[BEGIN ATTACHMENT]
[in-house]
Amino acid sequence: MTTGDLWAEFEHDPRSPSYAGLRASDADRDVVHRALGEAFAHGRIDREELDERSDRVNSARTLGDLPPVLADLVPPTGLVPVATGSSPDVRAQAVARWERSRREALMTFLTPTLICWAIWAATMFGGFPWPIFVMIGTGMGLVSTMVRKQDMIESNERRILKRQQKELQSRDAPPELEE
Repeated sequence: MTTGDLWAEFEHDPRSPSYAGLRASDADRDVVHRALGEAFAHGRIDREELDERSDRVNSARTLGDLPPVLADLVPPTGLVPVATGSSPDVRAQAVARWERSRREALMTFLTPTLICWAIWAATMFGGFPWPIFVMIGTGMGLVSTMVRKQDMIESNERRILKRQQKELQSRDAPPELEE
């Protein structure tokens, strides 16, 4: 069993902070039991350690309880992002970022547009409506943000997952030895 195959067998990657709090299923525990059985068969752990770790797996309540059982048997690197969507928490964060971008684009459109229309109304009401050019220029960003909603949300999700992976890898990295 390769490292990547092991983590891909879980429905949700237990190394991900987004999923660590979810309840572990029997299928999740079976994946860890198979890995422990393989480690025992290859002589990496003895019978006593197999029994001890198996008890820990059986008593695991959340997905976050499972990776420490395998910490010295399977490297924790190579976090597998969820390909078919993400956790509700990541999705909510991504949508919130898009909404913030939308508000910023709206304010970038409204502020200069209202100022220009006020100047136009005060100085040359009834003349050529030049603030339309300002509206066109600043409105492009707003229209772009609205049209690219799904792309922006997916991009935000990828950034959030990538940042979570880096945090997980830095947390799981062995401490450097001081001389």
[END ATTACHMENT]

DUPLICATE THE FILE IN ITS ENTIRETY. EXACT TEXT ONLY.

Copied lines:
[in-house]
Amino acid sequence: MTTGDLWAEFEHDPRSPSYAGLRASDADRDVVHRALGEAFAHGRIDREELDERSDRVNSARTLGDLPPVLADLVPPTGLVPVATGSSPDVRAQAVARWERSRREALMTFLTPTLICWAIWAATMFGGFPWPIFVMIGTGMGLVSTMVRKQDMIESNERRILKRQQKELQSRDAPPELEE
Repeated sequence: MTTGDLWAEFEHDPRSPSYAGLRASDADRDVVHRALGEAFAHGRIDREELDERSDRVNSARTLGDLPPVLADLVPPTGLVPVATGSSPDVRAQAVARWERSRREALMTFLTPTLICWAIWAATMFGGFPWPIFVMIGTGMGLVSTMVRKQDMIESNERRILKRQQKELQSRDAPPELEE
């Protein structure tokens, strides 16, 4: 069993902070039991350690309880992002970022547009409506943000997952030895 195959067998990657709090299923525990059985068969752990770790797996309540059982048997690197969507928490964060971008684009459109229309109304009401050019220029960003909603949300999700992976890898990295 390769490292990547092991983590891909879980429905949700237990190394991900987004999923660590979810309840572990029997299928999740079976994946860890198979890995422990393989480690025992290859002589990496003895019978006593197999029994001890198996008890820990059986008593695991959340997905976050499972990776420490395998910490010295399977490297924790190579976090597998969820390909078919993400956790509700990541999705909510991504949508919130898009909404913030939308508000910023709206304010970038409204502020200069209202100022220009006020100047136009005060100085040359009834003349050529030049603030339309300002509206066109600043409105492009707003229209772009609205049209690219799904792309922006997916991009935000990828950034959030990538940042979570880096945090997980830095947390799981062995401490450097001081001389």